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So Long, Bobby Hype Week: The Playlist



Welcome back readers and Happy Friday! Today's hype week post will send you jamming into the weekend. So Long, Bobby releases this coming Tuesday. Are you ready?



So Long, Bobby Hype Week: Annotated Playlist





Readers, I humbly present to you the official playlist for So Long, Bobby! Can you believe this is the playlist after I worked tirelessly to cut the fat?

I make playlists for all my works – in fact, usually the playlist is the first thing I put together before I sit down and write. I’ll take a few days and listen to it exclusively, letting my ideas and thoughts marinate. This playlist was especially fun to make because it encapsulates the best music from a couple of different decades, as well as jumping across various genres of music. As you might expect, a large majority of the artists I picked are from Georgia, namely my hometown of Athens!








Below are a handful of the songs I chose and why they are meaningful to me, and to the book. Rock on!


Crying by Roy Orbison

At the beginning of the novel, we meet teenage Bobbi Newton and learn that she’s madly in love with Roy Orbison. Plenty of gals in her day were smitten with the likes of Elvis and Buddy Holly, but there were a select few girls who saw the unique, dark mystery of Roy Orbison, with his nifty bowtie, cap of jet black hair and thick glasses, and found him utterly bewitching. My own Grandma was one of them. She didn’t care a fig for most of the heartthrobs of her day, but she was unabashedly in love with Roy Orbison. As a teen, I made her listen to so many artists and she was always gamely willing to listen along, but when I’d play Roy Orbison, she’d turn into a giddy girl again.

This song appearing first might be a bit of foreshadowing…


Happy Together by The Turtles

This was my favorite song when I was little. As a child, we had a record store called Turtles, and I thought store and band were the same. It wasn’t my only delusion: my Dad was a popular radio deejay at a local radio station here in town, and for a while, I thought when he was on shift he was actually in the radio. Hey, I was three; gimme a break!

When my son was born, I used to sing Happy Together to him. My husband gave me a picture of us in a frame that plays the song, and I treasure it.


Time of the Season by The Zombies

For me, this song is the quintessential song of the sixties’ hippie movement. When I think of the Summer of Love, of flower power, I think of this song. I never get tired of it – the bass! The harmonies! So FRIGGIN’ good.


Gimme Shelter by the Rolling Stones

If Time of the Season is the quintessential song of the flower power movement, then Gimme Shelter is THE rock song of the sixties. In fact, I’ll go one further and declare it the best rock n’ roll song of all time. I’ll broker no arguments. The guitar intro narrates an entire decade in less than a minute, the vocals are on point (do me a favor: stop what you’re doing to go read the story of Merry Clayton’s involvement and how the song influenced her life) and it encapsulates every bit of the frustration and desperation that young people – not just in the U.S., but elsewhere – felt in the late sixties.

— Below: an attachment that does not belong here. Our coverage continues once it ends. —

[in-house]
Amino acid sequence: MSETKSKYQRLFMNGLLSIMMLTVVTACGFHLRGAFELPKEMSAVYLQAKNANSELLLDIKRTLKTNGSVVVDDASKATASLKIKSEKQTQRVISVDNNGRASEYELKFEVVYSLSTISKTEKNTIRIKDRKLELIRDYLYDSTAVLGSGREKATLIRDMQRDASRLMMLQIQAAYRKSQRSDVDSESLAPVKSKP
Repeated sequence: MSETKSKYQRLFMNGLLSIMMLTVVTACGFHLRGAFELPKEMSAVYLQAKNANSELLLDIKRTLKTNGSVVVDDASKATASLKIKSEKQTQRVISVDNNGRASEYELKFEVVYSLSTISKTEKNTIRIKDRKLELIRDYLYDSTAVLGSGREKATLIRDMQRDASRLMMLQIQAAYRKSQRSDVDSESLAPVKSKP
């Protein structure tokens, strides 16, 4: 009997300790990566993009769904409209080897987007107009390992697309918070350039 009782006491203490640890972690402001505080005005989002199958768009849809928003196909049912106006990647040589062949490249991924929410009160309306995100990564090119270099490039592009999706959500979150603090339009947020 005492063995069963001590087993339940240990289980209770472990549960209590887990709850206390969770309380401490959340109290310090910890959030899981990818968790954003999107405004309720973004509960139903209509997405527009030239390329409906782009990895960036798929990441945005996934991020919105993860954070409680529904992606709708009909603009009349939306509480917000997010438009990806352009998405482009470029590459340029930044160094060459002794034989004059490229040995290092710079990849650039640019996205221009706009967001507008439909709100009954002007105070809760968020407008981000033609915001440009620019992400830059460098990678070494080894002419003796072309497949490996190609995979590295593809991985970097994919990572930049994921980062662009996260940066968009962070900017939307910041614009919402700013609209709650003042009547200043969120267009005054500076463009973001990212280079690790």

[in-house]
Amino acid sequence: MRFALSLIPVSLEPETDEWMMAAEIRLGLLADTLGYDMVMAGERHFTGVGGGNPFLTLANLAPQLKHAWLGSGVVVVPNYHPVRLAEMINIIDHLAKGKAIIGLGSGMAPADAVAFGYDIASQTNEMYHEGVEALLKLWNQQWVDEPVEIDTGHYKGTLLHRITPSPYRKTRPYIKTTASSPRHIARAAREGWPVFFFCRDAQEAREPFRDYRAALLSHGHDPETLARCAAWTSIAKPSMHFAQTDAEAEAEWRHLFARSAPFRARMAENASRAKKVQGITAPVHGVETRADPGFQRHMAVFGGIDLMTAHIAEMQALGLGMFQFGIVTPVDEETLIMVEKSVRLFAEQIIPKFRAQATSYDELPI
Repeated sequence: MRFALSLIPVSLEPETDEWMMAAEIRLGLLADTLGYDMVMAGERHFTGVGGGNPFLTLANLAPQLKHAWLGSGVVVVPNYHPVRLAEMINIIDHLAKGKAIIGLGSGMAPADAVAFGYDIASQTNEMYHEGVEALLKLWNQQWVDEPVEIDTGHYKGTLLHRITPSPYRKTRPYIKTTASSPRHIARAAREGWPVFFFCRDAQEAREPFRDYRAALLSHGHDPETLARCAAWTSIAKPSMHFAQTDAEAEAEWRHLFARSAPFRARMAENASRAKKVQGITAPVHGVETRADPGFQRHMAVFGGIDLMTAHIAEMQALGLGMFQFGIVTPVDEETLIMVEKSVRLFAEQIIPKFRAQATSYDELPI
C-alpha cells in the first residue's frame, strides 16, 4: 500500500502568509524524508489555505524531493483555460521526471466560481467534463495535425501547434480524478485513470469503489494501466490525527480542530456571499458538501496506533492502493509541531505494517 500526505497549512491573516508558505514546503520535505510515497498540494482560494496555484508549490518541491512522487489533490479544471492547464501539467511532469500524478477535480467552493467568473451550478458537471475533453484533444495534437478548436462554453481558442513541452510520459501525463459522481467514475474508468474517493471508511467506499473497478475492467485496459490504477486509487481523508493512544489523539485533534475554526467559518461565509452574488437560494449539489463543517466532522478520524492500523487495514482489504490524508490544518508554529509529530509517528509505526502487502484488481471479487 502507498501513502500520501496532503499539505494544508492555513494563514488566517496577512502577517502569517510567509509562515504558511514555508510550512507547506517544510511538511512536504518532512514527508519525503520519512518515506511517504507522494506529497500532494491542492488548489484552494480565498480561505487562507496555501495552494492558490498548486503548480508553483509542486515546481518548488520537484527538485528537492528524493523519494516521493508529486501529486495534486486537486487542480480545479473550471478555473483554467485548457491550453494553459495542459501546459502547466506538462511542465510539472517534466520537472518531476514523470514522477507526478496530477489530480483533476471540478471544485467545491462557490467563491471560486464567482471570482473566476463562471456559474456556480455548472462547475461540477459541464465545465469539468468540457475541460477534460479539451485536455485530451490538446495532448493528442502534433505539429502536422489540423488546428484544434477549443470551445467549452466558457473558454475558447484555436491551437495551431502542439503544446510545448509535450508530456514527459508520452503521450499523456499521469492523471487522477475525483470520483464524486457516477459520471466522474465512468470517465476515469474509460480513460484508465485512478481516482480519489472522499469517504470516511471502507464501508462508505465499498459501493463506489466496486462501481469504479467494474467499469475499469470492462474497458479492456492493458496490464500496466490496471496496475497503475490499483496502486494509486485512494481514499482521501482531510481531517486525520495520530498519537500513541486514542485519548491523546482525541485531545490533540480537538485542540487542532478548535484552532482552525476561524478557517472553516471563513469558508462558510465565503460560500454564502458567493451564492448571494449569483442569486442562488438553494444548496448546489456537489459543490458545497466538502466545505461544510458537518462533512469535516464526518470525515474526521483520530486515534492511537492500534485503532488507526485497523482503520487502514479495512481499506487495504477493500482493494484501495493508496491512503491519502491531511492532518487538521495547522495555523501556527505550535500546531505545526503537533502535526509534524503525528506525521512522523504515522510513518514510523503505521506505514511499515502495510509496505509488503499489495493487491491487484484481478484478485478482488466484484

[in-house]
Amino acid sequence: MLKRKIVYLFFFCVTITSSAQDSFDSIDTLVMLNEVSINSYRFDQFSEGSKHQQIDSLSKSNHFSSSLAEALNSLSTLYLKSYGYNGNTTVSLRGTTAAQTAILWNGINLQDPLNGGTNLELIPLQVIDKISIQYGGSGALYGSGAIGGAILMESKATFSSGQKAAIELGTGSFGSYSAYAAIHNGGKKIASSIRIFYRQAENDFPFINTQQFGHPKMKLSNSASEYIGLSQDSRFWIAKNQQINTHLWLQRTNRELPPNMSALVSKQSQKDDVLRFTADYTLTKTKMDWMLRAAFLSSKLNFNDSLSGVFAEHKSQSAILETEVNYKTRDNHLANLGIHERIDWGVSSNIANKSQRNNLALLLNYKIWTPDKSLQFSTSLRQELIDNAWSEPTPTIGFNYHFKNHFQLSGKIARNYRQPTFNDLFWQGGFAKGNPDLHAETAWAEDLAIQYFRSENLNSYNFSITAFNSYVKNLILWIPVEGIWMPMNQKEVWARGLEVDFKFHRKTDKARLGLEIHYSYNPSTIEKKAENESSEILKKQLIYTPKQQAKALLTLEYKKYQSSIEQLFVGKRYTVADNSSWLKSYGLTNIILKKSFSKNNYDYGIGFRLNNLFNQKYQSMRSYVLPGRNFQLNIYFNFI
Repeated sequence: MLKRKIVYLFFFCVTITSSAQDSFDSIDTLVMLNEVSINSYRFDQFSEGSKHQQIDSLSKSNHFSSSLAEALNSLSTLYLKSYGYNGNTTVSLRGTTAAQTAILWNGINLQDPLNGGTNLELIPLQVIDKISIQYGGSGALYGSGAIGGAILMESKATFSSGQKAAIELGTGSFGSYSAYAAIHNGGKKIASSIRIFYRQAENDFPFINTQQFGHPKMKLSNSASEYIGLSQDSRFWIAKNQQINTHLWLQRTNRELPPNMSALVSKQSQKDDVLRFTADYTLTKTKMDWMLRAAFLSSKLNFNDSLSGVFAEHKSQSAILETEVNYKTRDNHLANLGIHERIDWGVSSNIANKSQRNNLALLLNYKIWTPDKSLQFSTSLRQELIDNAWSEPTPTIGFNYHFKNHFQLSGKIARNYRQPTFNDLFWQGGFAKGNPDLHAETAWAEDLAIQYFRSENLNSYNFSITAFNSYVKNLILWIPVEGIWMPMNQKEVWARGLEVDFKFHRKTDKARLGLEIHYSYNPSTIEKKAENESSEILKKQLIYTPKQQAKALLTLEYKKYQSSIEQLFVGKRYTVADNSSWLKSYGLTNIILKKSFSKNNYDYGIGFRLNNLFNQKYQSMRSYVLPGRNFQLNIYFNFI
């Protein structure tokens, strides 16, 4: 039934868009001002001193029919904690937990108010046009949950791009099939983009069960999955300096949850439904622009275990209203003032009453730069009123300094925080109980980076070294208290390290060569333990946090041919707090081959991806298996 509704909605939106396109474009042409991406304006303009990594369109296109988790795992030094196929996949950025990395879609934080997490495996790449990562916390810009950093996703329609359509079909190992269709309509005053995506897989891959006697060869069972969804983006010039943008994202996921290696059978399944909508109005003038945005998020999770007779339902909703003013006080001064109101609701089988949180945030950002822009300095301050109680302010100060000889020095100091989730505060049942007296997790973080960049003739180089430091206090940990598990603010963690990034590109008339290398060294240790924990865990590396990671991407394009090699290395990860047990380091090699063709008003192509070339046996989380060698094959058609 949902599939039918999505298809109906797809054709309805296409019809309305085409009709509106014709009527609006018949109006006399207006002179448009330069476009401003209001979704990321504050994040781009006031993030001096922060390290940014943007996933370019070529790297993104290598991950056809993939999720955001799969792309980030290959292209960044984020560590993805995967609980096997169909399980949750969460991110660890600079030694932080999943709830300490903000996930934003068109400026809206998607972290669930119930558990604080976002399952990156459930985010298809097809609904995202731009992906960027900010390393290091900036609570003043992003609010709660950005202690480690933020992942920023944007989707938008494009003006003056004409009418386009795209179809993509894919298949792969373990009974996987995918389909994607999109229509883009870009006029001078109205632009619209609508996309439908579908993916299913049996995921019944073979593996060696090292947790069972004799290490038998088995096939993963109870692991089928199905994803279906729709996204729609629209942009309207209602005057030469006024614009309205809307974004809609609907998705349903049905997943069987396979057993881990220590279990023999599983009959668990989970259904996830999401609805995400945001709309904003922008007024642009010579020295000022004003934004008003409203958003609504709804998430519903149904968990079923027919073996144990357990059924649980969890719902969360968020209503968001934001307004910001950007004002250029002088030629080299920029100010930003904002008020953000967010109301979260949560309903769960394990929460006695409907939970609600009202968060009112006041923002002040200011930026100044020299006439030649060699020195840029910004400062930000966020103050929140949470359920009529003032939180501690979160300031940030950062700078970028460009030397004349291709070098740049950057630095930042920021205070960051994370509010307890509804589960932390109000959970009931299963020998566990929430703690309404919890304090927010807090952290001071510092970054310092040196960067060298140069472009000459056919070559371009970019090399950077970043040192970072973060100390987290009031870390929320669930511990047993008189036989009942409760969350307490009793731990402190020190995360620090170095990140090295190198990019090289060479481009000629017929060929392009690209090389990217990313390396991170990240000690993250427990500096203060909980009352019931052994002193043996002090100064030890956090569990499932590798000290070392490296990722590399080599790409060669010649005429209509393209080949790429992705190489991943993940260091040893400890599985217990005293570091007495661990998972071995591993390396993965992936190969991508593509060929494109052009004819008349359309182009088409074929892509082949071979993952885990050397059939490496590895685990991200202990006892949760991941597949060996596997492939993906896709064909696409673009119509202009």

Pictures of Matchstick Men by Status Quo

Another sixties jam I never get sick of, and I’m in good company, because it’s been covered by everyone from Ozzy Osborne and Peter Steele of Type O Negative to Camper Van Beethoven (fronted by honorary Athenian David Lowery of Cracker fame).


Sittin’ on the Dock of the Bay by Otis Redding

One of Georgia’s unofficial national anthems, sung by Macon, Georgia’s finest, who died far too young.


Drive by R.E.M.

Like any good Athens gal, I know and love R.E.M.’s entire discography, but this song has always been my favorite. The album title and cover is a shout out to Weaver D’s, beloved soul food institution.

Rooster by Alice in Chains

Fun fact: this song was written for Jerry Cantrell’s father, whose nickname in Vietnam was “the Rooster”. Listen to Layne Staley throw a random yodel into this grunge masterpiece!


In the Aeroplane Over the Sea by Neutral Milk Hotel

More Athens royalty, NMH is a staple of the indie music scene. I might be a metalhead, but I unabashedly love Neutral Milk. At their reunion show in 2015, I literally ran across a field to greet Julian Koster and give him a hug (I’m not usually a hugger, and I suspect neither is he, because he was a little taken aback, but very sweet: he gave me a tealight candle that I still have to this day). A year later, he held an online Christmas contest, whereby the winner would receive a singing-saw Christmas carol by him via phone. I won! Julian called, and my phone died before I could answer it. Can you believe that? I was crushed.

Reader, Julian Koster is the biggest, kindest cinnamon roll ever, because he left me not one, but TWO musical voicemails. And you bet I still have those, too.


Asking for It by Hole

Say what you want, but Courtney Love has always been a musical genius. A prickly pear with the sweetest, most vulnerable parts coming to the surface now and again. Growl it out, girl.


Only Love can Save Me Now by Pretty Reckless

This song was written after the death of Chris Cornell, who was one of Taylor Momsen’s mentors. Featuring members of Soundgarden and Audioslave, it follows the long tradition of Seattle’s best ever friend group gathering to make a musical tribute after losing one of their own (see also: Temple of the Dog, Alice Mudgarden, Mad Season, and a little band some might know as Pearl Jam).


Midnight Train to Georgia by Gladys Knight and the Pips

I mean, enough said.





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